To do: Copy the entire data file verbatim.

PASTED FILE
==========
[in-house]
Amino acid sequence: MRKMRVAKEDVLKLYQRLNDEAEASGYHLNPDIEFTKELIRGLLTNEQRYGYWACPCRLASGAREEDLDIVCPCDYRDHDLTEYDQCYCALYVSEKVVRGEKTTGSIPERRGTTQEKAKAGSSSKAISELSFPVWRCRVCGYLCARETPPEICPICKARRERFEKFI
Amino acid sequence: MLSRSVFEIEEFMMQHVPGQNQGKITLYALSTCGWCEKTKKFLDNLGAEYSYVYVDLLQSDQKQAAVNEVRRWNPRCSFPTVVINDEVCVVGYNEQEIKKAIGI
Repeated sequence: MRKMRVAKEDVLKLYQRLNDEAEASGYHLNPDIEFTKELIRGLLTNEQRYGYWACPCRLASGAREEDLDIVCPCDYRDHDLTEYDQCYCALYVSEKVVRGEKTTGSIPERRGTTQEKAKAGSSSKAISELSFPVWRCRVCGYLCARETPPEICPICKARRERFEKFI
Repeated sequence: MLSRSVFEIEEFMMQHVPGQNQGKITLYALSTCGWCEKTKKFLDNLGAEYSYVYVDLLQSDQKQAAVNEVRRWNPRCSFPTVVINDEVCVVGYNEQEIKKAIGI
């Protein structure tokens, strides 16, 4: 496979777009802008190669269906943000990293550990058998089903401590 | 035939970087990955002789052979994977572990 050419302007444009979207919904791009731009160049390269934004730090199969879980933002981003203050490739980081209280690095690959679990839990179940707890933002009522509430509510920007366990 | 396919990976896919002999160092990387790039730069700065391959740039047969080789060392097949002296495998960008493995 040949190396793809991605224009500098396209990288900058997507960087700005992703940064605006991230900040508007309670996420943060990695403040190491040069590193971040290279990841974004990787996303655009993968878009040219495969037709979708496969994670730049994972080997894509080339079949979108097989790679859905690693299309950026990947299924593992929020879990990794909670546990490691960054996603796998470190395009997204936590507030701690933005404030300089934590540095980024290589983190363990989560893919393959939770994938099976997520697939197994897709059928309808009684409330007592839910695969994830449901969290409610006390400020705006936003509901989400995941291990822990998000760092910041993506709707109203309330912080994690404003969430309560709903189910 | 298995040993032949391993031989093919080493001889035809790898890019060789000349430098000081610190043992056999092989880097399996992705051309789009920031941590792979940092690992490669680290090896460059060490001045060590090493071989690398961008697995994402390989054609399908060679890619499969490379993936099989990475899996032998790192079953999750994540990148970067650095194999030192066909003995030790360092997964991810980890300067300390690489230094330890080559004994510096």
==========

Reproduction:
[in-house]
Amino acid sequence: MRKMRVAKEDVLKLYQRLNDEAEASGYHLNPDIEFTKELIRGLLTNEQRYGYWACPCRLASGAREEDLDIVCPCDYRDHDLTEYDQCYCALYVSEKVVRGEKTTGSIPERRGTTQEKAKAGSSSKAISELSFPVWRCRVCGYLCARETPPEICPICKARRERFEKFI
Amino acid sequence: MLSRSVFEIEEFMMQHVPGQNQGKITLYALSTCGWCEKTKKFLDNLGAEYSYVYVDLLQSDQKQAAVNEVRRWNPRCSFPTVVINDEVCVVGYNEQEIKKAIGI
Repeated sequence: MRKMRVAKEDVLKLYQRLNDEAEASGYHLNPDIEFTKELIRGLLTNEQRYGYWACPCRLASGAREEDLDIVCPCDYRDHDLTEYDQCYCALYVSEKVVRGEKTTGSIPERRGTTQEKAKAGSSSKAISELSFPVWRCRVCGYLCARETPPEICPICKARRERFEKFI
Repeated sequence: MLSRSVFEIEEFMMQHVPGQNQGKITLYALSTCGWCEKTKKFLDNLGAEYSYVYVDLLQSDQKQAAVNEVRRWNPRCSFPTVVINDEVCVVGYNEQEIKKAIGI
């Protein structure tokens, strides 16, 4: 496979777009802008190669269906943000990293550990058998089903401590 | 035939970087990955002789052979994977572990 050419302007444009979207919904791009731009160049390269934004730090199969879980933002981003203050490739980081209280690095690959679990839990179940707890933002009522509430509510920007366990 | 396919990976896919002999160092990387790039730069700065391959740039047969080789060392097949002296495998960008493995 040949190396793809991605224009500098396209990288900058997507960087700005992703940064605006991230900040508007309670996420943060990695403040190491040069590193971040290279990841974004990787996303655009993968878009040219495969037709979708496969994670730049994972080997894509080339079949979108097989790679859905690693299309950026990947299924593992929020879990990794909670546990490691960054996603796998470190395009997204936590507030701690933005404030300089934590540095980024290589983190363990989560893919393959939770994938099976997520697939197994897709059928309808009684409330007592839910695969994830449901969290409610006390400020705006936003509901989400995941291990822990998000760092910041993506709707109203309330912080994690404003969430309560709903189910 | 298995040993032949391993031989093919080493001889035809790898890019060789000349430098000081610190043992056999092989880097399996992705051309789009920031941590792979940092690992490669680290090896460059060490001045060590090493071989690398961008697995994402390989054609399908060679890619499969490379993936099989990475899996032998790192079953999750994540990148970067650095194999030192066909003995030790360092997964991810980890300067300390690489230094330890080559004994510096």